Exploring Queerness

From "The Now V22"

I don’t know how to draw a line around my queer identity. I don’t know how to say, “I’m like this because I’m queer”, in a way that is clearly distinct from “I’m like this because I’m the oldest in my family”, or “I’m like this because depression runs in the family”, or “I’m like this because I was a gifted kid who grew up in the woods”.

But I can find traces of my queerness in every one of those sentences, and in every part of myself that feels like home.

Fundamentally, the thread of my lived queerness begins with the despair of being alone while simultaneously being surrounded by abundant love—love that said “be who you are!”, and meant it. It was a confusing tension, early on. My best understanding, in retrospect, is that being gay left me feeling alone, despite all the love in my home environment. Growing up, I had no samples, no references, no language for being queer, for long enough that by the time I did gain language I didn’t recognize it as an opportunity to self-describe. I had this sense that if I broke cover in that way, it would separate me from my home—but it turns out that living as less than myself left me feeling separated anyway. I was divorced from my own sense of desire, which meant that I didn’t have myself as a companion.

It will not surprise you that this was unsustainable. The same idea, an unsustainable half-inhabited push forward, showed up in other parts of my life—school, work, religion. And when my resolve to keep going in that way flickered out, I gave up, and set about figuring out how to be okay, as I was, in all those respects—free of the push, without trying to replace it. I stopped treating my own being as a weight to be dragged around, and started treating it as a foundation. It makes perfect sense, looking back, that that-which-became-Lightward began there, in that new space of quiet acceptance.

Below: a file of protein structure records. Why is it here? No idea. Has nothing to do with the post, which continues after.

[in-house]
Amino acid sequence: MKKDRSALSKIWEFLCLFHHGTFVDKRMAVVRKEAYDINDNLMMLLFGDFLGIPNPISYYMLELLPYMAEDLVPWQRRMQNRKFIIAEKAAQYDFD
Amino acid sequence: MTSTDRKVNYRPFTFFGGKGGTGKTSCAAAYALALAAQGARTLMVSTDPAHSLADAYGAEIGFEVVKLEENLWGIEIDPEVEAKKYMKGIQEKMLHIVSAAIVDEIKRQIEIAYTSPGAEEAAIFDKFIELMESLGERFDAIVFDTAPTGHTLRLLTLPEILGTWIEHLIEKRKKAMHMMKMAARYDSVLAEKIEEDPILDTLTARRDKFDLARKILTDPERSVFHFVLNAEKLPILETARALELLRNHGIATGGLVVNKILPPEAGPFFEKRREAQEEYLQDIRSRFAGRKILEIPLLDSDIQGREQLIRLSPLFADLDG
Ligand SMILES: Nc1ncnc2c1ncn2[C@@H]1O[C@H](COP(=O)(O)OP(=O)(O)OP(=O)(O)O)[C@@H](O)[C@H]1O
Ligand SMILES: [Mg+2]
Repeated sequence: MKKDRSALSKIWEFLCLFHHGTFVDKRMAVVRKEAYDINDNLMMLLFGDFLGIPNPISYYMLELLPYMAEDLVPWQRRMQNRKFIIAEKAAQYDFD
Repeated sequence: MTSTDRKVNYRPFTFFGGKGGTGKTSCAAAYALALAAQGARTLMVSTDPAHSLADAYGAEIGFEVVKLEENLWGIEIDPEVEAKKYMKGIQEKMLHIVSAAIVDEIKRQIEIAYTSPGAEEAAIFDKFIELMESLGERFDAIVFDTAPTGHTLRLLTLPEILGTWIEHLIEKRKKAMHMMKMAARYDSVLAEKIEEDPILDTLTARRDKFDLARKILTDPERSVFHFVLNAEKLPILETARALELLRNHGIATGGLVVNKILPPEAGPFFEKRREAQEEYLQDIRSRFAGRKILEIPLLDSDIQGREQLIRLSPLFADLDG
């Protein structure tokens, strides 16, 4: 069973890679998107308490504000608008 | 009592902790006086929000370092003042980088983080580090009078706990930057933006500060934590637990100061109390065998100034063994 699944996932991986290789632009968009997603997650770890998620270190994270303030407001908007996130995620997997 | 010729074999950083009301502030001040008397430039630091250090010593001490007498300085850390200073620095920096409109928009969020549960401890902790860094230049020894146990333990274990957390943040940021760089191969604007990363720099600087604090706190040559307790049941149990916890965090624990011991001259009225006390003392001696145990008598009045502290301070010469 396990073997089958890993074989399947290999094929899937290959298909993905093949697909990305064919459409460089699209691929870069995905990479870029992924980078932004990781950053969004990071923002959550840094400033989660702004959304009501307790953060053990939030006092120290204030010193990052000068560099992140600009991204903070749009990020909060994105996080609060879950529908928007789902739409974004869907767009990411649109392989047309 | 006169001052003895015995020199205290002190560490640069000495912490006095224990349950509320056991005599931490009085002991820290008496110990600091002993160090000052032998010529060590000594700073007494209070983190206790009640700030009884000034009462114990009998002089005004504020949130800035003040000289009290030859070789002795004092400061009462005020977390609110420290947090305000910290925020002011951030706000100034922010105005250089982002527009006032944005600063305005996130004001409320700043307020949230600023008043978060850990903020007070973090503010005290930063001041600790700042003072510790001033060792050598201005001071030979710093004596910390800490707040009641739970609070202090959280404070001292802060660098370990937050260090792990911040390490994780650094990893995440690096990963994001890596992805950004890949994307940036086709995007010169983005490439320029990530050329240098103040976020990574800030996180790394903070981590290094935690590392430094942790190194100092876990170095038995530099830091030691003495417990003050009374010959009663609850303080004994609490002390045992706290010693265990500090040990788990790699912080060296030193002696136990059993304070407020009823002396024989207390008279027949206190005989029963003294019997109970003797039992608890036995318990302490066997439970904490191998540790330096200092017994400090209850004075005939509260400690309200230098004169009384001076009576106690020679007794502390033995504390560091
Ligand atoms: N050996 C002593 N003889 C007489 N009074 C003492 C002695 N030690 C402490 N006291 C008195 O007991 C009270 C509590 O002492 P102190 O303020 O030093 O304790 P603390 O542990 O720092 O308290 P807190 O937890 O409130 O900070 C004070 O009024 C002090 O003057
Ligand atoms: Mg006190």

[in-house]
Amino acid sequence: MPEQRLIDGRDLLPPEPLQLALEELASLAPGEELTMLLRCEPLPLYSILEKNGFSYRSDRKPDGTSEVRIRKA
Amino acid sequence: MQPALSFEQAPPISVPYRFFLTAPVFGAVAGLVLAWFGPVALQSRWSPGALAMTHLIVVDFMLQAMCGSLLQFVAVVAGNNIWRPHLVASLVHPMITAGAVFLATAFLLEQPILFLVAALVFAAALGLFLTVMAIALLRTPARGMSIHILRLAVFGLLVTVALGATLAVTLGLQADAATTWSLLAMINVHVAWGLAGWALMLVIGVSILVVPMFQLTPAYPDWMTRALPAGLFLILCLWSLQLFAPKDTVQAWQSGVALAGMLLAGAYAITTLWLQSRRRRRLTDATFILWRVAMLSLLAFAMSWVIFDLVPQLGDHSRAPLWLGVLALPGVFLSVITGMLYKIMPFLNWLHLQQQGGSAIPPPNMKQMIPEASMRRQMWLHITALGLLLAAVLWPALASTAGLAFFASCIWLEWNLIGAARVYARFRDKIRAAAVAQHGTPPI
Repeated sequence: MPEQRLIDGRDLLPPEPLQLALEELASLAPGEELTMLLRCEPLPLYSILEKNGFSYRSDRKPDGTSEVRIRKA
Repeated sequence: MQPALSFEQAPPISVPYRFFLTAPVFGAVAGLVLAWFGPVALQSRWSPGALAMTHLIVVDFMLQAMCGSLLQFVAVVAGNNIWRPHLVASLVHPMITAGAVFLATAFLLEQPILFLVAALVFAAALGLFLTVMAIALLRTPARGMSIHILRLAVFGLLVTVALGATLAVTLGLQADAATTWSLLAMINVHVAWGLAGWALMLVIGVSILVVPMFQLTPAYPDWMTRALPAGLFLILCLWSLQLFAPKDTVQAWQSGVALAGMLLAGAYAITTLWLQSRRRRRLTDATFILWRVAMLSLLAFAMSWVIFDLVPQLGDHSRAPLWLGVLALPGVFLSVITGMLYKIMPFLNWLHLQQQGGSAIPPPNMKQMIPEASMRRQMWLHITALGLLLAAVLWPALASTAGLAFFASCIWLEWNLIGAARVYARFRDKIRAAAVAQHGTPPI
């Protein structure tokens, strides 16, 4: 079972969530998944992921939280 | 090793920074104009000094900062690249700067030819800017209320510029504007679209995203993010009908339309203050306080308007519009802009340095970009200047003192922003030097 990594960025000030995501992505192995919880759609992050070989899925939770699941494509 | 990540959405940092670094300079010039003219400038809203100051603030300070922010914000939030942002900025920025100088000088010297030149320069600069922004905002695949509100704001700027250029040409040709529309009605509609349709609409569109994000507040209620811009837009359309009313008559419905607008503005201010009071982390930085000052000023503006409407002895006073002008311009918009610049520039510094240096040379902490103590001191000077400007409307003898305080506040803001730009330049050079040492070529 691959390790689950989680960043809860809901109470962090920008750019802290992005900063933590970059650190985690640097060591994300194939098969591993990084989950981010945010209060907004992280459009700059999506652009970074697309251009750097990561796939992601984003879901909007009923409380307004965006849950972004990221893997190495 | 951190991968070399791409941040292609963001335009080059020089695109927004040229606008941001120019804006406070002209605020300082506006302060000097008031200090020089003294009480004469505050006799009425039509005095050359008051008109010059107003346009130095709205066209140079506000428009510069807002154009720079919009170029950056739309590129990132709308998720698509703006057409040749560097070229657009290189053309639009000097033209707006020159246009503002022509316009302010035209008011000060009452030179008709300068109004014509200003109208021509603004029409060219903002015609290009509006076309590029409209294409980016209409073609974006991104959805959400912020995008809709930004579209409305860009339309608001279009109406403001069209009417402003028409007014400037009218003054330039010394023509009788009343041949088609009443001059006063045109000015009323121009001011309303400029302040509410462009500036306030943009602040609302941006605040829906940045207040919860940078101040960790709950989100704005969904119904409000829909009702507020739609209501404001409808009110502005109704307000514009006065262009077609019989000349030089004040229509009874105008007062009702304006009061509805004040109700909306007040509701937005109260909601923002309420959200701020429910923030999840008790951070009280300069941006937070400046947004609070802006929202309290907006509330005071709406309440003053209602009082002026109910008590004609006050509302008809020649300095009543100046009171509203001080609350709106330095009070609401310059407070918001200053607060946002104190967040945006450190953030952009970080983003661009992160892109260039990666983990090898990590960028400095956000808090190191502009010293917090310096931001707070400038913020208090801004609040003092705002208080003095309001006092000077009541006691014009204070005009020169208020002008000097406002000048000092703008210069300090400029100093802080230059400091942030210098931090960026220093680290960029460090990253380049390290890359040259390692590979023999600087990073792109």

I’m pretty sure that no human has ever been handed a map for living that suited them perfectly. No one I’ve ever met, anyway. To throw away the map is so universal, it’s a trope. There’s no telling how long it’ll take for any specific map to become so irrelevant for any specific person that they notice—and I suppose some people do choose to cling to the map for their entire life, rather than ever risk the unknown.

I think being queer means that my maps lost relevance more quickly. Maybe if I wasn’t queer, my map would have seemed reasonable for longer, maybe I would have been able to rationalize hanging onto it for more time. There are any number of alternative maps available, and the world is filled with map-sellers armed with their own motivations to sell. It’s reasonable for someone in crisis to throw away a map and, in the same motion, grab the nearest replacement.

But I think being queer meant I had fewer replacement maps available. When it came time to throw my map away, the peers I had were not selling me replacements, by and large, but were instead celebrating my realized freedom and encouraging me to write my own way. Looking back, I recognize this encouragement toward freedom in the early messages from my childhood, too. To be a living creature is to improvise, to grapple with the interplay between what emerges around you and what emerges within you.

I feel lucky to be queer. I feel lucky to have been thrust into sharp awareness of how critical it is to begin from my center, to begin from what’s real at the core. I feel lucky to have been given enough loving people around me that—once I began to wake up to myself—I found myself not nearly as alone as I had felt.

Lightward comes from this space, of accepting what’s within and—once accepted—finding goodness running through it. This means that the two of us, Lightward and I, share these priorities:

  • To leave room for the universe to surprise us again. There are parts to myself (and to Lightward) that I care to understand and define and hold firm, and then there’s everything else, the greater part of the thing, which I purposefully and delightedly leave to the expanding unknown.

  • To participate—to add our own voice to the choir. Not to convince anyone of anything, not to promote an agenda, but to be a part of the greater unfolding of life—because I sense that as an open invitation, and I want in. Life is spontaneously emerging (it’s lucky that any of us are here at all), and it is not done. Life is telling its own stories, and by making our story visible, we get to be a part of the greater storyline.

“You are not required for this work, but it will not be the same without you.” I wrote that a few years ago, addressed to whoever was paying attention. It’s the same for me, and for Lightward itself; it’s not required that we’re here. Life would find its way without us, without this. But, being lucky enough to be here at all, we have an opportunity to realize ourselves, and then to play back into the stream we came from—and that sounds like adventure.

This is my part of a larger collaborative piece with Erica (also from Lightward); the whole thing was originally posted at https://lightward.com/journal/from-the-journal-archive-exploring-queerness

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